A body that is balanced and aligned is in better health.
The main muscles of movement are the 5 paired (left and right side) muscles that are of key importance to our physical and mental well-being.
When properly functioning, the 5 main muscles of movement provide the central framework for the body to work as it should - strong, balanced and pain-free with a full range of natural movement and a good posture.
Our pelvic floor (actually a group of muscles), rectus abdominis, gluteus maximus, rectus femoris and trapezius muscles.
Central to the main muscles of movement are our Base-Line muscles pelvic floor 'Base', rectus abdominis 'Line'.
The gluteus maximus and rectus femoris muscles of each leg work in tandem, aligning the hip and knee joints and connecting our legs to Base-Line support.
The trapezius muscles should be free to fully extend in all directions, supporting the head and arms through a full range of movement. With Base-Line support in place, movement of the upper body should begin from the lower trapezius.
Increased awareness of the sensory feedback from the body regarding its position, motion and balance is the basis of conscious proprioception.
By focusing on how we use the main muscles of movement, centered around Base-Line we can develop this connection between body and mind, sensing and correcting our posture to reduce the stress and tensions (pain) our body experiences. Feeling how to heal by working through physical restrictions, regaining our natural range of movement, release the tensions and improve our sense of well-being.
The body is aligned when all midline anatomy can be arranged on the straight line of the median plane.
The body is balanced when left and right sides in equilibrium either side of the median plane.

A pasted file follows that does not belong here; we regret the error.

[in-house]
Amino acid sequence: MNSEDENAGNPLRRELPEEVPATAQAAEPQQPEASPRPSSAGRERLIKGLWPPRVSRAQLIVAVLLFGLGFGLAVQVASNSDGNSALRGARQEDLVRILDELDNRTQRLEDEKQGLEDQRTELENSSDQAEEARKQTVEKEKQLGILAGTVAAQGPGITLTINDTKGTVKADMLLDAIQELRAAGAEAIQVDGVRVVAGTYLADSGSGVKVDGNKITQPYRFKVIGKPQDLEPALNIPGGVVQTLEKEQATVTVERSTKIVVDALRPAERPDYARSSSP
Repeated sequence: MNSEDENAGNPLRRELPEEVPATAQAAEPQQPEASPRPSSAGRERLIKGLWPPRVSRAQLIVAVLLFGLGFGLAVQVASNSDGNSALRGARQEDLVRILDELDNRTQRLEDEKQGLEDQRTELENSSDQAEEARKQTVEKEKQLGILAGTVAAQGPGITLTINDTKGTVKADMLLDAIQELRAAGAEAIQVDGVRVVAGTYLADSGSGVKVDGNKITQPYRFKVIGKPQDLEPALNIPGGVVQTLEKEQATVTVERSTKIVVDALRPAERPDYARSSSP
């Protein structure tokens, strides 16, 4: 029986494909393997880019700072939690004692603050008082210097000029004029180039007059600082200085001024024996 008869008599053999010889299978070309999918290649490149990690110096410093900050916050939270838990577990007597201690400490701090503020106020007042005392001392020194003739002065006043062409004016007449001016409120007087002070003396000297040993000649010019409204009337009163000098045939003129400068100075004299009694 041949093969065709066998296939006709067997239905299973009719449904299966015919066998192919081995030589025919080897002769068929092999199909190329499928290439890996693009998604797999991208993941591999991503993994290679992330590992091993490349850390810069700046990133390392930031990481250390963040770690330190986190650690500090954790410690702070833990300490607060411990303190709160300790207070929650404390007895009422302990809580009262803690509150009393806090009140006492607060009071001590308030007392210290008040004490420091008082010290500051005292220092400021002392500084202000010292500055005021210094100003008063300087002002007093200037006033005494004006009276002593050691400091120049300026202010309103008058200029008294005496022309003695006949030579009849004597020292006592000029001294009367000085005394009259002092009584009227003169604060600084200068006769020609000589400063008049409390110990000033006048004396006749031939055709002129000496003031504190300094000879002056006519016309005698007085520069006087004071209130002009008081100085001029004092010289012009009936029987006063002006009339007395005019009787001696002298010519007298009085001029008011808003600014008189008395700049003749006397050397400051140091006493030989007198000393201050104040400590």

The linea alba (between the rectus abdominis muscles) is the primary midline reference for body alignment.
The supraspinous ligament and nuchal ligament (between the trapezius muscles) are our secondary midline anatomical guides for alignment.
I believe that many of the chronic pain symptoms and syndromes currently classified as idiopathic e.g. fibromyalgia are due to the adaptations of the body when the main muscles of movement are not adequately functioning. Stresses on other muscles results in the myalgia of imbalance.
Physical restrictions form within the connective tissue system (due to inflammatory processes in response to trauma, infection, stress etc.) reduce range of movement resulting in stiffness and apply tensions throughout the body resulting in widespread painful symptoms and weird sensations.
Chronic pain affects our mental well-being, and was the root cause of my long-term depression and mental health issues.
Focusing on how I use my body, working with the 5 main muscles of movement has changed my life. I feel better than I ever have before. The key to better health.
Leigh Blyth B.V.M.&S.
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